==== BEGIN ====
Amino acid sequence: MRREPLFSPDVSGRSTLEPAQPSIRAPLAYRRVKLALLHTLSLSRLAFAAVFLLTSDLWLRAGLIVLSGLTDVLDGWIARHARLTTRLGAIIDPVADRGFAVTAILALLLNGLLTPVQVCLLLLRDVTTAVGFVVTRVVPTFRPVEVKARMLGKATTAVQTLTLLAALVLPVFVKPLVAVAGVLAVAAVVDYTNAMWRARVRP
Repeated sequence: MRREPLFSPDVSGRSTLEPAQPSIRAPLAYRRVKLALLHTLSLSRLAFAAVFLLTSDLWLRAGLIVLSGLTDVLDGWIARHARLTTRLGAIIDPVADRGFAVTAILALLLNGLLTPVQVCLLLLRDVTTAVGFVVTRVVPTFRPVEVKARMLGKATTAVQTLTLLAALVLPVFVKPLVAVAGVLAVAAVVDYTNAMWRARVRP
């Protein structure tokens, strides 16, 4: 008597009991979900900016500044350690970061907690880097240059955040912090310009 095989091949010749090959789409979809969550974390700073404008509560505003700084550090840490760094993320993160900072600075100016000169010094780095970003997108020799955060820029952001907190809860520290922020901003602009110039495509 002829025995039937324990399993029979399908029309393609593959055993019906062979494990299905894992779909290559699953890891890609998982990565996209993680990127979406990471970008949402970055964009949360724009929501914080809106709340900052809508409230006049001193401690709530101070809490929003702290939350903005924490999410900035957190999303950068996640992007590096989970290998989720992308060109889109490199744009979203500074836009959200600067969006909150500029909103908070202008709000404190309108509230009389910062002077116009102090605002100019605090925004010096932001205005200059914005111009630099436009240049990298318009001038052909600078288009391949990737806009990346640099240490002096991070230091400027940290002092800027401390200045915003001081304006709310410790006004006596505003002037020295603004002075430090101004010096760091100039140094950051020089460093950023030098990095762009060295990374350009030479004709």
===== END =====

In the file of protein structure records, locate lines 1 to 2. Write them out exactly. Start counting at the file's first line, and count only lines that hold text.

Amino acid sequence: MRREPLFSPDVSGRSTLEPAQPSIRAPLAYRRVKLALLHTLSLSRLAFAAVFLLTSDLWLRAGLIVLSGLTDVLDGWIARHARLTTRLGAIIDPVADRGFAVTAILALLLNGLLTPVQVCLLLLRDVTTAVGFVVTRVVPTFRPVEVKARMLGKATTAVQTLTLLAALVLPVFVKPLVAVAGVLAVAAVVDYTNAMWRARVRP
Repeated sequence: MRREPLFSPDVSGRSTLEPAQPSIRAPLAYRRVKLALLHTLSLSRLAFAAVFLLTSDLWLRAGLIVLSGLTDVLDGWIARHARLTTRLGAIIDPVADRGFAVTAILALLLNGLLTPVQVCLLLLRDVTTAVGFVVTRVVPTFRPVEVKARMLGKATTAVQTLTLLAALVLPVFVKPLVAVAGVLAVAAVVDYTNAMWRARVRP